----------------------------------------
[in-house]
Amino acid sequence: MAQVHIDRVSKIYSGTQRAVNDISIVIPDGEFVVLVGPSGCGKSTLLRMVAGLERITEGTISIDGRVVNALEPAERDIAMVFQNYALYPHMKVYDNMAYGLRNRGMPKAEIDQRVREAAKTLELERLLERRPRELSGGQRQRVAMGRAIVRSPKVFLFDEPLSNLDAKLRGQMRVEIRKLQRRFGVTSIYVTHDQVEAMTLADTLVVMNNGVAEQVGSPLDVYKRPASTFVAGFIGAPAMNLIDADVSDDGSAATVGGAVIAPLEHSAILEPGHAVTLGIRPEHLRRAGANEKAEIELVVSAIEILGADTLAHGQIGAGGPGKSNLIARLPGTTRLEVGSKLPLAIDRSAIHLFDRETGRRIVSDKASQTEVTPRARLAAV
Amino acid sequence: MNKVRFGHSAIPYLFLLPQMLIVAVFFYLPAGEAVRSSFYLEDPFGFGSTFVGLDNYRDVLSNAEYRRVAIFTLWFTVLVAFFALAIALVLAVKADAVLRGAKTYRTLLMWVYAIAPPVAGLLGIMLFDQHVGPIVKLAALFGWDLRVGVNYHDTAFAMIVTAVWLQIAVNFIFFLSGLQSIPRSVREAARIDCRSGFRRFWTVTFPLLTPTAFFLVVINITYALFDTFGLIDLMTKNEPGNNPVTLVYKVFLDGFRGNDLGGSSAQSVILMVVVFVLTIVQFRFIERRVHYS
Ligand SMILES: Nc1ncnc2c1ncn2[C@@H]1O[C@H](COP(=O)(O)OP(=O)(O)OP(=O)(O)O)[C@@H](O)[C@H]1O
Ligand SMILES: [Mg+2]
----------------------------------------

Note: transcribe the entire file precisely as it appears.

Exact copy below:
[in-house]
Amino acid sequence: MAQVHIDRVSKIYSGTQRAVNDISIVIPDGEFVVLVGPSGCGKSTLLRMVAGLERITEGTISIDGRVVNALEPAERDIAMVFQNYALYPHMKVYDNMAYGLRNRGMPKAEIDQRVREAAKTLELERLLERRPRELSGGQRQRVAMGRAIVRSPKVFLFDEPLSNLDAKLRGQMRVEIRKLQRRFGVTSIYVTHDQVEAMTLADTLVVMNNGVAEQVGSPLDVYKRPASTFVAGFIGAPAMNLIDADVSDDGSAATVGGAVIAPLEHSAILEPGHAVTLGIRPEHLRRAGANEKAEIELVVSAIEILGADTLAHGQIGAGGPGKSNLIARLPGTTRLEVGSKLPLAIDRSAIHLFDRETGRRIVSDKASQTEVTPRARLAAV
Amino acid sequence: MNKVRFGHSAIPYLFLLPQMLIVAVFFYLPAGEAVRSSFYLEDPFGFGSTFVGLDNYRDVLSNAEYRRVAIFTLWFTVLVAFFALAIALVLAVKADAVLRGAKTYRTLLMWVYAIAPPVAGLLGIMLFDQHVGPIVKLAALFGWDLRVGVNYHDTAFAMIVTAVWLQIAVNFIFFLSGLQSIPRSVREAARIDCRSGFRRFWTVTFPLLTPTAFFLVVINITYALFDTFGLIDLMTKNEPGNNPVTLVYKVFLDGFRGNDLGGSSAQSVILMVVVFVLTIVQFRFIERRVHYS
Ligand SMILES: Nc1ncnc2c1ncn2[C@@H]1O[C@H](COP(=O)(O)OP(=O)(O)OP(=O)(O)O)[C@@H](O)[C@H]1O
Ligand SMILES: [Mg+2]